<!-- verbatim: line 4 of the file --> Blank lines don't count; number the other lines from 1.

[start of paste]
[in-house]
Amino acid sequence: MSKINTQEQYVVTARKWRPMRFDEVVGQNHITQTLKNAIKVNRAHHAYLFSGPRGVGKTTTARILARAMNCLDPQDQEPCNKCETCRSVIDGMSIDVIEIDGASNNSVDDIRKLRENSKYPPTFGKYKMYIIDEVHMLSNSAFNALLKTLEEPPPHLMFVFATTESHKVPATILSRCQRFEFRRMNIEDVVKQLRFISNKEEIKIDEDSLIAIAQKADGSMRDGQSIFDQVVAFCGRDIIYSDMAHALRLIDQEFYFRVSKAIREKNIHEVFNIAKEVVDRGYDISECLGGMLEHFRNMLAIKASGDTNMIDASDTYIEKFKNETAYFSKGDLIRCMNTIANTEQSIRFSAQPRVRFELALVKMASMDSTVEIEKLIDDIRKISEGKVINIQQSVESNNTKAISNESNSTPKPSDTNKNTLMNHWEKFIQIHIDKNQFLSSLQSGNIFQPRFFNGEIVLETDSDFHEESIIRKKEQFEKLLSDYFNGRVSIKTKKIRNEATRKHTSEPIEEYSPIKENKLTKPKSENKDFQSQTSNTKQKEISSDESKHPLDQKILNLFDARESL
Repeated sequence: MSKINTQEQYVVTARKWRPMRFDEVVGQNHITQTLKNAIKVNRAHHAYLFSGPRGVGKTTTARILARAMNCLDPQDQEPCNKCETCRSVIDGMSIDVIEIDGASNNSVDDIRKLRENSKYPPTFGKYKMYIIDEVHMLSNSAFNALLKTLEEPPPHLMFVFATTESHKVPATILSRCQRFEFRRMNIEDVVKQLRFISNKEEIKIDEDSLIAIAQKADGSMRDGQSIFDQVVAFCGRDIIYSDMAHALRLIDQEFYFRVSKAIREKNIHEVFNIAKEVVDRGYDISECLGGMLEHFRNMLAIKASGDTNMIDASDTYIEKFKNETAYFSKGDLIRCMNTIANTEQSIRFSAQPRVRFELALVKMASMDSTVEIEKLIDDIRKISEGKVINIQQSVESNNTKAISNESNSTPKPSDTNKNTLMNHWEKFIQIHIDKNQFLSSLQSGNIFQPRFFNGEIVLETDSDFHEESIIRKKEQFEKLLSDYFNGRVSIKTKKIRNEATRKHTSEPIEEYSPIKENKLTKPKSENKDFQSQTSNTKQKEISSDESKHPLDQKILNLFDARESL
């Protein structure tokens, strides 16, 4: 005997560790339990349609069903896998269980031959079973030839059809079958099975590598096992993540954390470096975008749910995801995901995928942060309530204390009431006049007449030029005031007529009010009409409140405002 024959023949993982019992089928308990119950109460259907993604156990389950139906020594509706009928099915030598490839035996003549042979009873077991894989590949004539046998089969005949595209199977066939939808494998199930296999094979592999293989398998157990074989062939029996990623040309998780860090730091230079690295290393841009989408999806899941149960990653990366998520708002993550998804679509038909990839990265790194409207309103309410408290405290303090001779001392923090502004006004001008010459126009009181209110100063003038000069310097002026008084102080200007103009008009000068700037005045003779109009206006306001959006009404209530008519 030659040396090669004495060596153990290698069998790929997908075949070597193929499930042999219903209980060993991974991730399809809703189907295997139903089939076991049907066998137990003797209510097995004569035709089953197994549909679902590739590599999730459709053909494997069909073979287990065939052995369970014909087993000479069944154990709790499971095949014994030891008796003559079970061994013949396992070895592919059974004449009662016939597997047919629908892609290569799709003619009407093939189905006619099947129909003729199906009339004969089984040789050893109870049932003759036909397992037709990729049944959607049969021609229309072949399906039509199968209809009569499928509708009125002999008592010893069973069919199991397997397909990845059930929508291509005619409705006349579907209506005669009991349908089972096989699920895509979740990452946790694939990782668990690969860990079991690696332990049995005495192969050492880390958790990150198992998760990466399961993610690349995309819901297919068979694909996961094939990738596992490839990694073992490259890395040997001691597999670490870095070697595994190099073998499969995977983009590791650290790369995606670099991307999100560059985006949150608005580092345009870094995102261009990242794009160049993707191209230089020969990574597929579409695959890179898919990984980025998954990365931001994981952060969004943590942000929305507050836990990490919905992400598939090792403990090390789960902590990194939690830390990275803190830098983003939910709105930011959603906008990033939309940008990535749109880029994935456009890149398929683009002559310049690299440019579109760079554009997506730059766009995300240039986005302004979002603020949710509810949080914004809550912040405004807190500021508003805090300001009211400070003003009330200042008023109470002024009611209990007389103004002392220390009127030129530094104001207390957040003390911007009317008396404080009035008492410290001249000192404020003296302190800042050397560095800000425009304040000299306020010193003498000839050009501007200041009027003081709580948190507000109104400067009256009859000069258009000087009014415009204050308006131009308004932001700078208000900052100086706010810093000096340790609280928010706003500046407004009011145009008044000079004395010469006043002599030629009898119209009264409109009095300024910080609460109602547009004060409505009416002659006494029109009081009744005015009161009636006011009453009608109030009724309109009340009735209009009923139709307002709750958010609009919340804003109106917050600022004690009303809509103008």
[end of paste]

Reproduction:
């Protein structure tokens, strides 16, 4: 005997560790339990349609069903896998269980031959079973030839059809079958099975590598096992993540954390470096975008749910995801995901995928942060309530204390009431006049007449030029005031007529009010009409409140405002 024959023949993982019992089928308990119950109460259907993604156990389950139906020594509706009928099915030598490839035996003549042979009873077991894989590949004539046998089969005949595209199977066939939808494998199930296999094979592999293989398998157990074989062939029996990623040309998780860090730091230079690295290393841009989408999806899941149960990653990366998520708002993550998804679509038909990839990265790194409207309103309410408290405290303090001779001392923090502004006004001008010459126009009181209110100063003038000069310097002026008084102080200007103009008009000068700037005045003779109009206006306001959006009404209530008519 030659040396090669004495060596153990290698069998790929997908075949070597193929499930042999219903209980060993991974991730399809809703189907295997139903089939076991049907066998137990003797209510097995004569035709089953197994549909679902590739590599999730459709053909494997069909073979287990065939052995369970014909087993000479069944154990709790499971095949014994030891008796003559079970061994013949396992070895592919059974004449009662016939597997047919629908892609290569799709003619009407093939189905006619099947129909003729199906009339004969089984040789050893109870049932003759036909397992037709990729049944959607049969021609229309072949399906039509199968209809009569499928509708009125002999008592010893069973069919199991397997397909990845059930929508291509005619409705006349579907209506005669009991349908089972096989699920895509979740990452946790694939990782668990690969860990079991690696332990049995005495192969050492880390958790990150198992998760990466399961993610690349995309819901297919068979694909996961094939990738596992490839990694073992490259890395040997001691597999670490870095070697595994190099073998499969995977983009590791650290790369995606670099991307999100560059985006949150608005580092345009870094995102261009990242794009160049993707191209230089020969990574597929579409695959890179898919990984980025998954990365931001994981952060969004943590942000929305507050836990990490919905992400598939090792403990090390789960902590990194939690830390990275803190830098983003939910709105930011959603906008990033939309940008990535749109880029994935456009890149398929683009002559310049690299440019579109760079554009997506730059766009995300240039986005302004979002603020949710509810949080914004809550912040405004807190500021508003805090300001009211400070003003009330200042008023109470002024009611209990007389103004002392220390009127030129530094104001207390957040003390911007009317008396404080009035008492410290001249000192404020003296302190800042050397560095800000425009304040000299306020010193003498000839050009501007200041009027003081709580948190507000109104400067009256009859000069258009000087009014415009204050308006131009308004932001700078208000900052100086706010810093000096340790609280928010706003500046407004009011145009008044000079004395010469006043002599030629009898119209009264409109009095300024910080609460109602547009004060409505009416002659006494029109009081009744005015009161009636006011009453009608109030009724309109009340009735209009009923139709307002709750958010609009919340804003109106917050600022004690009303809509103008």